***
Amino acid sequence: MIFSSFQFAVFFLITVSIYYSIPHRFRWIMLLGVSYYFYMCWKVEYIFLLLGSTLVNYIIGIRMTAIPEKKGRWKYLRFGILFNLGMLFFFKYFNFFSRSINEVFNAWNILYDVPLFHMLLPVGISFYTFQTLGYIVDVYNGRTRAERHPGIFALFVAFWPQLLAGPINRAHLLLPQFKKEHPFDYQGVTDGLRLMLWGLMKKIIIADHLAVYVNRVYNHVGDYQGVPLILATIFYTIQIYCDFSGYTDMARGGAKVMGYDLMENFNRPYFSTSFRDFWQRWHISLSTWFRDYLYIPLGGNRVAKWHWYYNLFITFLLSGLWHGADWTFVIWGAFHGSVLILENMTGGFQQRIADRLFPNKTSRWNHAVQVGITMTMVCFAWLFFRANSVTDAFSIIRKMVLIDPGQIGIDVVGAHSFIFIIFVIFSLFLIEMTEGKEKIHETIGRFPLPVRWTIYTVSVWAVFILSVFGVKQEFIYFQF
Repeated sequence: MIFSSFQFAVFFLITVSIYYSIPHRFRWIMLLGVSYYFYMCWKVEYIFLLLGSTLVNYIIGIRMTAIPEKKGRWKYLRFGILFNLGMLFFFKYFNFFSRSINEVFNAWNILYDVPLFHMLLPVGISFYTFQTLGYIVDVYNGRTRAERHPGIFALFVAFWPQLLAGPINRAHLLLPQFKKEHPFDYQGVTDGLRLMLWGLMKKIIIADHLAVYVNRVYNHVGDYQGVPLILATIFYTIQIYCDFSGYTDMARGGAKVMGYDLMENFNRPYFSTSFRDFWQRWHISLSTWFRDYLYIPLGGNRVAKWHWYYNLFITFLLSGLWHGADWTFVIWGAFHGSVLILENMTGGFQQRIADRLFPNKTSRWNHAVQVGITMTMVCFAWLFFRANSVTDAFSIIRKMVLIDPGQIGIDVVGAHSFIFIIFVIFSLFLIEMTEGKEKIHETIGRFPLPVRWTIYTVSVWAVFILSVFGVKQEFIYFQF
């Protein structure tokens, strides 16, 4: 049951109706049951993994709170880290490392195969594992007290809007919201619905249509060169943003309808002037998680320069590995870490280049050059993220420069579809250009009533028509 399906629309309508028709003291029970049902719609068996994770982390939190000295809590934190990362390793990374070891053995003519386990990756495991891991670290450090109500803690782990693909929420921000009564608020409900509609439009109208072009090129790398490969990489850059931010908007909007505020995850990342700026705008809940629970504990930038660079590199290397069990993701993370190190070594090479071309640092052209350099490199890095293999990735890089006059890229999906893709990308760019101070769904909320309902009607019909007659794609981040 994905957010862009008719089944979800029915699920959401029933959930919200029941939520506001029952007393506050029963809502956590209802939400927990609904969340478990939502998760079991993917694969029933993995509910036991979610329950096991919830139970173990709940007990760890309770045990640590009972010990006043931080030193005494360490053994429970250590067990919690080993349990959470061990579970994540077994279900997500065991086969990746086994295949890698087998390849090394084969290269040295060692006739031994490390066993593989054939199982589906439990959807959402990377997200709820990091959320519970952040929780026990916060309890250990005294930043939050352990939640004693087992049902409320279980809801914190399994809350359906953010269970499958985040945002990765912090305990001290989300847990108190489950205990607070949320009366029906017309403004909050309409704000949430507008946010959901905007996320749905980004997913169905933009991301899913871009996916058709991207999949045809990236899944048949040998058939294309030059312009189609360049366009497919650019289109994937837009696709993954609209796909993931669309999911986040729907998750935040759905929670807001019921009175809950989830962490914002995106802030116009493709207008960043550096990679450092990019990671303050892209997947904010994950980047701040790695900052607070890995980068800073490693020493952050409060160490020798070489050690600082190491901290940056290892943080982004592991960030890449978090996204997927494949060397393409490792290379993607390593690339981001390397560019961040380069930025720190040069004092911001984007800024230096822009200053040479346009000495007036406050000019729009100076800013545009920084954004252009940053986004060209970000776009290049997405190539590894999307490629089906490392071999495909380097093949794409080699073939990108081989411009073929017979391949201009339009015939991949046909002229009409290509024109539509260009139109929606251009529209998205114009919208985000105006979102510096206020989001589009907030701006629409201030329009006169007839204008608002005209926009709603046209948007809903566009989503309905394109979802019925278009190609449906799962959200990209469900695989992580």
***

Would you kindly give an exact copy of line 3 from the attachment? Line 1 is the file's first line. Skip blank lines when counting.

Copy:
């Protein structure tokens, strides 16, 4: 049951109706049951993994709170880290490392195969594992007290809007919201619905249509060169943003309808002037998680320069590995870490280049050059993220420069579809250009009533028509 399906629309309508028709003291029970049902719609068996994770982390939190000295809590934190990362390793990374070891053995003519386990990756495991891991670290450090109500803690782990693909929420921000009564608020409900509609439009109208072009090129790398490969990489850059931010908007909007505020995850990342700026705008809940629970504990930038660079590199290397069990993701993370190190070594090479071309640092052209350099490199890095293999990735890089006059890229999906893709990308760019101070769904909320309902009607019909007659794609981040 994905957010862009008719089944979800029915699920959401029933959930919200029941939520506001029952007393506050029963809502956590209802939400927990609904969340478990939502998760079991993917694969029933993995509910036991979610329950096991919830139970173990709940007990760890309770045990640590009972010990006043931080030193005494360490053994429970250590067990919690080993349990959470061990579970994540077994279900997500065991086969990746086994295949890698087998390849090394084969290269040295060692006739031994490390066993593989054939199982589906439990959807959402990377997200709820990091959320519970952040929780026990916060309890250990005294930043939050352990939640004693087992049902409320279980809801914190399994809350359906953010269970499958985040945002990765912090305990001290989300847990108190489950205990607070949320009366029906017309403004909050309409704000949430507008946010959901905007996320749905980004997913169905933009991301899913871009996916058709991207999949045809990236899944048949040998058939294309030059312009189609360049366009497919650019289109994937837009696709993954609209796909993931669309999911986040729907998750935040759905929670807001019921009175809950989830962490914002995106802030116009493709207008960043550096990679450092990019990671303050892209997947904010994950980047701040790695900052607070890995980068800073490693020493952050409060160490020798070489050690600082190491901290940056290892943080982004592991960030890449978090996204997927494949060397393409490792290379993607390593690339981001390397560019961040380069930025720190040069004092911001984007800024230096822009200053040479346009000495007036406050000019729009100076800013545009920084954004252009940053986004060209970000776009290049997405190539590894999307490629089906490392071999495909380097093949794409080699073939990108081989411009073929017979391949201009339009015939991949046909002229009409290509024109539509260009139109929606251009529209998205114009919208985000105006979102510096206020989001589009907030701006629409201030329009006169007839204008608002005209926009709603046209948007809903566009989503309905394109979802019925278009190609449906799962959200990209469900695989992580």